This panel aims at analysing biosocial engagements as practices materializing and giving sense to the entanglement of bodies and environments, by addressing one common question: how do technologies and experiences, biographies and biologies intertwine in the production of biosocial forms of living?
Pioneering studies of technology in medicine (e.g. Mol and Elsman 1996) have long drawn the attention of STS scholars to the heterogeneous configurations of social and factual elements giving sense to diagnoses and the experience of illness. More recently, the opportunities offered by post-genomic sciences are widely regarded as heralding a turn (e.g. Ingold and Palsson 2013), which alleges opening up the conceptualizations of biology to its complex sociocultural imbrications. Although the latter ground their approach to bodies upon concepts and metaphors still in the making, it is worth asking how this emerging episteme influences the ways individuals (patients and relatives) experience illness, and what parallels can be made with established accounts of the role of technologies in these processes.
To this purpose, this panel aims at analysing biosocial engagements as practices materializing and giving sense to the entanglement between bodies and their (ecological, social, cultural) environments. In particular, we are interested in documentations of how agents dealing with a medical ordeal, kinship and heritability issues or social behaviours mobilise and transform cultural habits (e.g. eating, sport, etc.), knowledge of body/environment relationships (e.g. exposures, microbial symbioses, etc.), and biomedical technologies of health and disease (e.g. digital monitoring, self-quantification).
We encourage submissions deeply rooted in empirical studies of the biosocial at the crossroads between technoscience, biomedicine and society, which address one fundamental question: how do technologies and experiences, biographies and biologies intertwine in the production of and experimentation with biosocial forms of living?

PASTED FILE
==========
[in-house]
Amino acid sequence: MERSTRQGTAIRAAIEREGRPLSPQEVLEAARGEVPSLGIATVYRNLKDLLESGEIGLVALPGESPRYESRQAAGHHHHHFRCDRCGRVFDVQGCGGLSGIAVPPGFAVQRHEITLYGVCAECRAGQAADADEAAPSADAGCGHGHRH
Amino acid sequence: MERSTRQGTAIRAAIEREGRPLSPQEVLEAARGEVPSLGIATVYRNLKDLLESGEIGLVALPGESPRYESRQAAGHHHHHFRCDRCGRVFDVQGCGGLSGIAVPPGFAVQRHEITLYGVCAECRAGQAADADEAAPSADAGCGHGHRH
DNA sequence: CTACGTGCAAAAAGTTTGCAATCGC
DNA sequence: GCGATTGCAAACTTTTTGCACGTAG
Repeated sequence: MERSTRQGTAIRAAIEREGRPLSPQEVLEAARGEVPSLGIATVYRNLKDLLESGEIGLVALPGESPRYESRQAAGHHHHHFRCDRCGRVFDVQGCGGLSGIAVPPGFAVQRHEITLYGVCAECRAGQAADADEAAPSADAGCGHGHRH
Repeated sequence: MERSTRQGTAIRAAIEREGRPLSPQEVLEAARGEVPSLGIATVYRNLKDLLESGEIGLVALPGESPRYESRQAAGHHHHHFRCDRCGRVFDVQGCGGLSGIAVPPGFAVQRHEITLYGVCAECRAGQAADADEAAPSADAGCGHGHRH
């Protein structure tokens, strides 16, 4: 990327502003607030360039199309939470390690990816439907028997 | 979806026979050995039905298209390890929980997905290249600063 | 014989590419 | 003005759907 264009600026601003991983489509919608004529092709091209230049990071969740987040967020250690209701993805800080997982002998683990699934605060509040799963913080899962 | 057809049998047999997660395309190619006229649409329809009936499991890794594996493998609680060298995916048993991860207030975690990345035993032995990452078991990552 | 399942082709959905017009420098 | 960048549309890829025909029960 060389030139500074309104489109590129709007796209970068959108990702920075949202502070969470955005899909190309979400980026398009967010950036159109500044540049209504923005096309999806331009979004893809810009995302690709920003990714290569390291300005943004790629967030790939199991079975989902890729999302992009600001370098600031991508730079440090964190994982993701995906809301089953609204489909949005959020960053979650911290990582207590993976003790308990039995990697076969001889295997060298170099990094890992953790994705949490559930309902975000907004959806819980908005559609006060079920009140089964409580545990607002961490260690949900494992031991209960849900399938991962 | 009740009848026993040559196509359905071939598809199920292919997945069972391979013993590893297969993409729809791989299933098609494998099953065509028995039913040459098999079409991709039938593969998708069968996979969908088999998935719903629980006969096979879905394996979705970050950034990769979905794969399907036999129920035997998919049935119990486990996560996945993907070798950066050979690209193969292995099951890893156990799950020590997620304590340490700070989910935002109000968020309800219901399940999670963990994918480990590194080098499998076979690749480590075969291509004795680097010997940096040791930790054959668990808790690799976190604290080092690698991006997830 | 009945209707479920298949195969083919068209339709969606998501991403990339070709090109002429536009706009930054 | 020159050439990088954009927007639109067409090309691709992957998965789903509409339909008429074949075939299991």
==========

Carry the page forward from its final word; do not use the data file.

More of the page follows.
This panel is closed to new paper proposals.
Plasticity before plasticity: an archaeology and biopolitics of biosocial entanglements
Histories of plasticity of the body become more visible by the day in the Global North and South. This paper offers an archaeological view of how plasticity was used in ancient and early modern times to establish hierarchies between human groups, prefiguring an alternative history of racism.
As a contribution to an alternative history of biopower, one that does not project back on ancient times twentieth century eugenic tropes of genetic hardness and fixity, I discuss here the phenomenology and politics of plastic bodies in ancient and early modern medicine, particularly humoralism in its global ramifications. The differential plasticity of various populations was used since the beginning of medicine (in the West and beyond) as a form of biopolitical distinction between sexes and between ruling and ruled groups, for instance Greeks/Romans and the Orient, temperate countries and the tropics, inaugurating a tradition that will last well until nineteenth-century colonialism: plasticity at the service of imperial projects, but also plasticity as a fear of degeneration in consequence of human migrations to new colonies. I argue that we need to excavate this deep history of plasticity as always gendered and racialized to see why today it is particularly on women, in the Global South, or among vulnerable populations in the North, that scientists find compelling cases to detect this emerging plasticity of bodies to their local surroundings.